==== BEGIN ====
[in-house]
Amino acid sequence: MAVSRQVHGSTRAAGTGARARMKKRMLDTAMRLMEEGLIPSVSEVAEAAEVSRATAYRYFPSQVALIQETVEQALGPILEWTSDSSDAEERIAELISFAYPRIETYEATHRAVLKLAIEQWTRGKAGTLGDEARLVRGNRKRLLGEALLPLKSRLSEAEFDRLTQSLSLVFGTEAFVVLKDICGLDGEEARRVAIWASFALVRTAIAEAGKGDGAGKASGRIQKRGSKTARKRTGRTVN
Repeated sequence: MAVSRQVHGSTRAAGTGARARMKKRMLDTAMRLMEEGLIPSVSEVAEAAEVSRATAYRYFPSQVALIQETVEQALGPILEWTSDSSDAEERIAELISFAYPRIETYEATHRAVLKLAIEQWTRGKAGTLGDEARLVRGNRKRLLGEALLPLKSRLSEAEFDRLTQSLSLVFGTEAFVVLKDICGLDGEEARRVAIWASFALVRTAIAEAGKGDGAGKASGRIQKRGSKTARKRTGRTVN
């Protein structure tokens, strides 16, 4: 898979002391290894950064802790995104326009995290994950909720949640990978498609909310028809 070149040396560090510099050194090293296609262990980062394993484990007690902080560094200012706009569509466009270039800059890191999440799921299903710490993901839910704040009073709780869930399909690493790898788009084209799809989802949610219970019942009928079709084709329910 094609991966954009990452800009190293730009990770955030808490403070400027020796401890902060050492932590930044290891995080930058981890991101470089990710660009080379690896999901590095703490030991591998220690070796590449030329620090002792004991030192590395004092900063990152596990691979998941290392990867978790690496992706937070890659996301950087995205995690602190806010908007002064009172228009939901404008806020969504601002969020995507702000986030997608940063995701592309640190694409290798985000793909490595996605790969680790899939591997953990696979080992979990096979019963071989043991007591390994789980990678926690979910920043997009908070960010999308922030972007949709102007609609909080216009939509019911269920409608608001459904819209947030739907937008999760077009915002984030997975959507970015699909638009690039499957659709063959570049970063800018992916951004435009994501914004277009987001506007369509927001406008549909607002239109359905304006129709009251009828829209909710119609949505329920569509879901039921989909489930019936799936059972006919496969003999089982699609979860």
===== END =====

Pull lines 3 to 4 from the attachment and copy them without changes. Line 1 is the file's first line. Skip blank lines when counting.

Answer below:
Repeated sequence: MAVSRQVHGSTRAAGTGARARMKKRMLDTAMRLMEEGLIPSVSEVAEAAEVSRATAYRYFPSQVALIQETVEQALGPILEWTSDSSDAEERIAELISFAYPRIETYEATHRAVLKLAIEQWTRGKAGTLGDEARLVRGNRKRLLGEALLPLKSRLSEAEFDRLTQSLSLVFGTEAFVVLKDICGLDGEEARRVAIWASFALVRTAIAEAGKGDGAGKASGRIQKRGSKTARKRTGRTVN
């Protein structure tokens, strides 16, 4: 898979002391290894950064802790995104326009995290994950909720949640990978498609909310028809 070149040396560090510099050194090293296609262990980062394993484990007690902080560094200012706009569509466009270039800059890191999440799921299903710490993901839910704040009073709780869930399909690493790898788009084209799809989802949610219970019942009928079709084709329910 094609991966954009990452800009190293730009990770955030808490403070400027020796401890902060050492932590930044290891995080930058981890991101470089990710660009080379690896999901590095703490030991591998220690070796590449030329620090002792004991030192590395004092900063990152596990691979998941290392990867978790690496992706937070890659996301950087995205995690602190806010908007002064009172228009939901404008806020969504601002969020995507702000986030997608940063995701592309640190694409290798985000793909490595996605790969680790899939591997953990696979080992979990096979019963071989043991007591390994789980990678926690979910920043997009908070960010999308922030972007949709102007609609909080216009939509019911269920409608608001459904819209947030739907937008999760077009915002984030997975959507970015699909638009690039499957659709063959570049970063800018992916951004435009994501914004277009987001506007369509927001406008549909607002239109359905304006129709009251009828829209909710119609949505329920569509879901039921989909489930019936799936059972006919496969003999089982699609979860």